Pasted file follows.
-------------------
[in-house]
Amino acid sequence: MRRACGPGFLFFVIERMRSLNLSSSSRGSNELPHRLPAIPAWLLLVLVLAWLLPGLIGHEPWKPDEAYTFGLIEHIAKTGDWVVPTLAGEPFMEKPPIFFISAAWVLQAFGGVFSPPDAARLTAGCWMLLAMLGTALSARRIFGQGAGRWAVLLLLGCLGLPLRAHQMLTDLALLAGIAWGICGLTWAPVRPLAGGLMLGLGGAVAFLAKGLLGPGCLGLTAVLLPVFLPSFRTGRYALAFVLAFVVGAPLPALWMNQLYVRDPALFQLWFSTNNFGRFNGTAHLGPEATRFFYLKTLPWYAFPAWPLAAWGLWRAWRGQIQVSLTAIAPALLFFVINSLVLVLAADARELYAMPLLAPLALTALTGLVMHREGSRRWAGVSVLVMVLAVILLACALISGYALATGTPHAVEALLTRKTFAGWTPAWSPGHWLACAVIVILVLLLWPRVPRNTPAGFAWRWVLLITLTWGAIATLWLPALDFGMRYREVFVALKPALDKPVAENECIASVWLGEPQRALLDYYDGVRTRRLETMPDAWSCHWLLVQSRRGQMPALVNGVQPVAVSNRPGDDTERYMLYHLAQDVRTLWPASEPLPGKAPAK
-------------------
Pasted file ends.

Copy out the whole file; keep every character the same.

[in-house]
Amino acid sequence: MRRACGPGFLFFVIERMRSLNLSSSSRGSNELPHRLPAIPAWLLLVLVLAWLLPGLIGHEPWKPDEAYTFGLIEHIAKTGDWVVPTLAGEPFMEKPPIFFISAAWVLQAFGGVFSPPDAARLTAGCWMLLAMLGTALSARRIFGQGAGRWAVLLLLGCLGLPLRAHQMLTDLALLAGIAWGICGLTWAPVRPLAGGLMLGLGGAVAFLAKGLLGPGCLGLTAVLLPVFLPSFRTGRYALAFVLAFVVGAPLPALWMNQLYVRDPALFQLWFSTNNFGRFNGTAHLGPEATRFFYLKTLPWYAFPAWPLAAWGLWRAWRGQIQVSLTAIAPALLFFVINSLVLVLAADARELYAMPLLAPLALTALTGLVMHREGSRRWAGVSVLVMVLAVILLACALISGYALATGTPHAVEALLTRKTFAGWTPAWSPGHWLACAVIVILVLLLWPRVPRNTPAGFAWRWVLLITLTWGAIATLWLPALDFGMRYREVFVALKPALDKPVAENECIASVWLGEPQRALLDYYDGVRTRRLETMPDAWSCHWLLVQSRRGQMPALVNGVQPVAVSNRPGDDTERYMLYHLAQDVRTLWPASEPLPGKAPAK